Farm Bill will go through some changes, state ag commissioner says

Staff photo by Fritz Busch Minnesota Pollution Control Agency (MPCA) Commissioner Katrina Kessler, left, speaks at the Brown County Farm Bureau Policy at the Pub and Ag Trivia Night at the Sleepy Eye Brewing Co. Tuesday. Minnesota Department of Agriculture Commissioner Thom Petersen is pictured at right.

SLEEPY EYE — Minnesota Department of Agriculture Commissioner Thom Petersen and Minnesota Pollution Control Agency (MPCA) Commissioner Katrina Kessler talked about the Farm Bill and agricultural issues over pizza and beer at Sleepy Eye Brewing Co. Tuesday.

Several dozen farmers attended the event sponsored by the Brown County Farm Bureau.

“I think the Farm Bill will go through some changes as it goes through the process,” Petersen said.

He talked about the Ending Agricultural Trade Suppression (EATS Act) and what its affects may be in the farm bill.

“I think there is concern about what is going on in California, Colorado and some east coast states that has a big impact on agriculture. We export a lot of pork to California. You can see the higher prices. We’ll continue to work and comment on it. I think they’ll be changes as the farm bill is developed. I don’t think it would pass at this moment,” Petersen said.

“I think it’s important to balance state’s rights with when the federal government steps in and says this is too much. They’ll try to find something balanced that provides certainties so there isn’t a patchwork of things around the country. Hopefully we’ll have a farm bill. We may be still working on it during Farmfest (Aug. 6-8),” he added.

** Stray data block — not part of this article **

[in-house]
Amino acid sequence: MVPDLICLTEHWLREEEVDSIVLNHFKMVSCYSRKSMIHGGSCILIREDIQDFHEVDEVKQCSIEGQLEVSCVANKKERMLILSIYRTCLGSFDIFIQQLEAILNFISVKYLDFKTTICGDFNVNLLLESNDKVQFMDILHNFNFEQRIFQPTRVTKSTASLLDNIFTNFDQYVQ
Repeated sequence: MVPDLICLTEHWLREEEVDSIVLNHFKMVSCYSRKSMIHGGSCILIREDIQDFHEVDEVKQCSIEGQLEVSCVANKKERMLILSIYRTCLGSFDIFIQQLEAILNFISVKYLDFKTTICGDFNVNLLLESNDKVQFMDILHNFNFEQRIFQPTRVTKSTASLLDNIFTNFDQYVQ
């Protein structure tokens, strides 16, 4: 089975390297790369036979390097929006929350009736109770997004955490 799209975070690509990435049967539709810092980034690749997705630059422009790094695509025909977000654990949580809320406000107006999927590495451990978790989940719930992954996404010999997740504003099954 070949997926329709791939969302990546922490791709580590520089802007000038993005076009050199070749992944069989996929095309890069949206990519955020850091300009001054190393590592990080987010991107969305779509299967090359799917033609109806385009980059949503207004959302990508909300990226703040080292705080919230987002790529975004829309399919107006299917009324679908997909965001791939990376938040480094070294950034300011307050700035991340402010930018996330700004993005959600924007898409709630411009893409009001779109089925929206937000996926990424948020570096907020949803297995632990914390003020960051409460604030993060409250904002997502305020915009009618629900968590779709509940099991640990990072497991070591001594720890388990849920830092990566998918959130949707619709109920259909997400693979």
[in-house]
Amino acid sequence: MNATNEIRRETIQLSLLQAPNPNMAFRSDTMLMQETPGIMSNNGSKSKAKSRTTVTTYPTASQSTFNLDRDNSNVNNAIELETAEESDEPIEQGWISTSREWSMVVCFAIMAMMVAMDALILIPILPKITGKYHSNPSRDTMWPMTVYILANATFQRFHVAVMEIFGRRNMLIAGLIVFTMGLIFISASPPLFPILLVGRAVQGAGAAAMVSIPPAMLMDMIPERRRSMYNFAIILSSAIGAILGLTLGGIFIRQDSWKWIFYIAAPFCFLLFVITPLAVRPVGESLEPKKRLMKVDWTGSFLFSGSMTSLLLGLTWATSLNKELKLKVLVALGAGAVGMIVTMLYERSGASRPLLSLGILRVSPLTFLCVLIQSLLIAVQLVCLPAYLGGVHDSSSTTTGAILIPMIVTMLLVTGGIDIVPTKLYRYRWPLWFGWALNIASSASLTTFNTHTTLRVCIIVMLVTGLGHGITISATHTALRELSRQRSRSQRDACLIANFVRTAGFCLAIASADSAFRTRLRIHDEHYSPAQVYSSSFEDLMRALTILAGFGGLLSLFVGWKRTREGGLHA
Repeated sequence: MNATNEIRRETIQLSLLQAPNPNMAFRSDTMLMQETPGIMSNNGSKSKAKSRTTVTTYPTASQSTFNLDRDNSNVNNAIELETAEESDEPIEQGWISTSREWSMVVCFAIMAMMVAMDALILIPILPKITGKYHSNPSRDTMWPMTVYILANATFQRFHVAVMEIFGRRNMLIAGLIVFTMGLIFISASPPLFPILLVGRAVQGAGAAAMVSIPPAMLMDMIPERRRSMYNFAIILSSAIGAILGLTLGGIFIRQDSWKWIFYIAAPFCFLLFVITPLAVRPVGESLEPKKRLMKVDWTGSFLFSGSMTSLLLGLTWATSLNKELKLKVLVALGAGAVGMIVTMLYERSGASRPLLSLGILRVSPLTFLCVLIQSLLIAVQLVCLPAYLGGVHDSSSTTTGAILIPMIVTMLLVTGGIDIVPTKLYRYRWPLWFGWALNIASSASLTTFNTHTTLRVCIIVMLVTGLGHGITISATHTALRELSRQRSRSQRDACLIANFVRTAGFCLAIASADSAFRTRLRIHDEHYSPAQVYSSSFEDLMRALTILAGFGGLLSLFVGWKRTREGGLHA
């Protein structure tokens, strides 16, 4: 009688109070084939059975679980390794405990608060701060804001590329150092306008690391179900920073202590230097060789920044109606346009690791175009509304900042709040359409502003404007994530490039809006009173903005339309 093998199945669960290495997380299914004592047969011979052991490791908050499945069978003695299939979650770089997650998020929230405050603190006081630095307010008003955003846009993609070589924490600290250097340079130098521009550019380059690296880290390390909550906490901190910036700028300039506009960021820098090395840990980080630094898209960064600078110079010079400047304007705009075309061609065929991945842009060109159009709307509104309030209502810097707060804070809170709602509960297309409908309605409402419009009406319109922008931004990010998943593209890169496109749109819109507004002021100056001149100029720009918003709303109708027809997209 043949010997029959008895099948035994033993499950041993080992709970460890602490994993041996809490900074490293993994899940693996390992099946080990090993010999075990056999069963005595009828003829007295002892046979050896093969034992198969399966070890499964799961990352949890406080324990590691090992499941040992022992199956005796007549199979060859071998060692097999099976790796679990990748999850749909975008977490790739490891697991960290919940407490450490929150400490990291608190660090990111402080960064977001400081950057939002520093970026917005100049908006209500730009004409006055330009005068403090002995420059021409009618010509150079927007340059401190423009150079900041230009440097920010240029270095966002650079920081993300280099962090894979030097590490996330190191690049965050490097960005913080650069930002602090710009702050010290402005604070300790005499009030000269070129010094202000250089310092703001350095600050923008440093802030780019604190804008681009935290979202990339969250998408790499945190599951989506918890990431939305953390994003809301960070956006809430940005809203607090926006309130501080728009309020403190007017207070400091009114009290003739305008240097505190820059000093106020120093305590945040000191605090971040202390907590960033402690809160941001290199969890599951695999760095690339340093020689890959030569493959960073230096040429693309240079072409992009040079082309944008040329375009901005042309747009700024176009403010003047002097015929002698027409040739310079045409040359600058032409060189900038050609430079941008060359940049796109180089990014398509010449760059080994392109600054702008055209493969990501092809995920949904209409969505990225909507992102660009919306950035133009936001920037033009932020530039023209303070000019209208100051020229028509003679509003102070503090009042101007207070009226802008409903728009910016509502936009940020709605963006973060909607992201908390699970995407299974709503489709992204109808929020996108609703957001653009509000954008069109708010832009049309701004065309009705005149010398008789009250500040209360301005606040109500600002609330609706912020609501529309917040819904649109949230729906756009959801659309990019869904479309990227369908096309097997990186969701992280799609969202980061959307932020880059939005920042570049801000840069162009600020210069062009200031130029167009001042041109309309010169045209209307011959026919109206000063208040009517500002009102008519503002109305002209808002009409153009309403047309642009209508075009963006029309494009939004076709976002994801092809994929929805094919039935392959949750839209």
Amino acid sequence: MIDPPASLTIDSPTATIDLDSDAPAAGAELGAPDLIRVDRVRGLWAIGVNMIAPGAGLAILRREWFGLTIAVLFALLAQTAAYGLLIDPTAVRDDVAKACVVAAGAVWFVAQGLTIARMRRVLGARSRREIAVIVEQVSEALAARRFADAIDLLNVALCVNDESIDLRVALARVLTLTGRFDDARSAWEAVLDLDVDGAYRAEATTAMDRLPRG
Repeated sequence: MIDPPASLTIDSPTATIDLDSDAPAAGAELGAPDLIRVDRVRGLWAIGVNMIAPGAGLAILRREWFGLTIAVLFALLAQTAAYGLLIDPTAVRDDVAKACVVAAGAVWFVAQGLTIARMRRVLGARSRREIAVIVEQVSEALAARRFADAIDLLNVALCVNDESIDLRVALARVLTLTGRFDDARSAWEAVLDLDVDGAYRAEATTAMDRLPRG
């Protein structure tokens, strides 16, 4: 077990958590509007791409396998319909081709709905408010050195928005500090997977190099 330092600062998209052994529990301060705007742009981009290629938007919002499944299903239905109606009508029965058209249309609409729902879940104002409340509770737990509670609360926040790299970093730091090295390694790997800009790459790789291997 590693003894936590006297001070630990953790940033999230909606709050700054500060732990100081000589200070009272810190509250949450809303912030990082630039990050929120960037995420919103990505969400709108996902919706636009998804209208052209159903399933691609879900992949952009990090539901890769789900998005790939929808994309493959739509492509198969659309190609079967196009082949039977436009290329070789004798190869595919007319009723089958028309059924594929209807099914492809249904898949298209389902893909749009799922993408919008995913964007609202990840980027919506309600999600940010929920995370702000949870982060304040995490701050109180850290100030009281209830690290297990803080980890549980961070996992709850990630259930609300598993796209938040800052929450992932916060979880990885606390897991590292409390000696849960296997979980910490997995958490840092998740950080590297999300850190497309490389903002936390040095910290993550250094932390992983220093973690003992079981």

Petersen said the Minnesota spotlight has been on recreational cannabis, since it became legal, but hemp continues to grow.

“The fiber industry has finally taken off. The number of hemp farmers are down, but acres are way up. It’s not huge yet, but it’s good to see continued growth. We see larger tracts of it near Mankato, Hutchinson, Willmar,” he added.

Petersen said Minnesota Gov. Walz is heading to Canada next weekend to visit with trade officials and agriculture ministers.

“There are always concerns with dairy. Right now, high-path avian influenza and biosecurity on farms is a big issue across the state,” he added.

Sustainable aviation fuel is a great opportunity for area farmers, Petersen said.

“Whether you like them or not, electric cars and trucks are coming. It’s probably decades before we’re sitting in an electric jet. In the meantime, we need to find a better way to make jet fuel. Minnesota passed a tax credit to produce it last year. You’ll see it develop in the Upper Midwest and hopefully Minnesota,” Petersen said.

He said the Minnesota Beginning Farmer Tax Credit that provides state tax credits to landlords and sellers (asset owners) who rent or sell farmland, equipment, livestock, and other ag assets to beginning farmers involves more than 500 farms and is being copied by other states.

Kessler said the MPCA is delegated by the federal government to issue Clean Water Act, Clean Air Act and solid waste permits.

“The work we do includes monitoring and assessing surface water, air quality and uses the data for people who want permits and for people living near farm facilities to interact with public and private entities to come together and develop regulations that make sense,” she added.

Minnesota Farm Bureau priority issues include supporting beginning and emerging farmers, sustainability, rural vitality, research, investment, energy and resource preservation.

It opposes burdensome feedlot permitting regulations, a proposed ban on bird hatching in schools, drain tile disclosure during land sales, fertilizer tax increases and public water inventory expansion.


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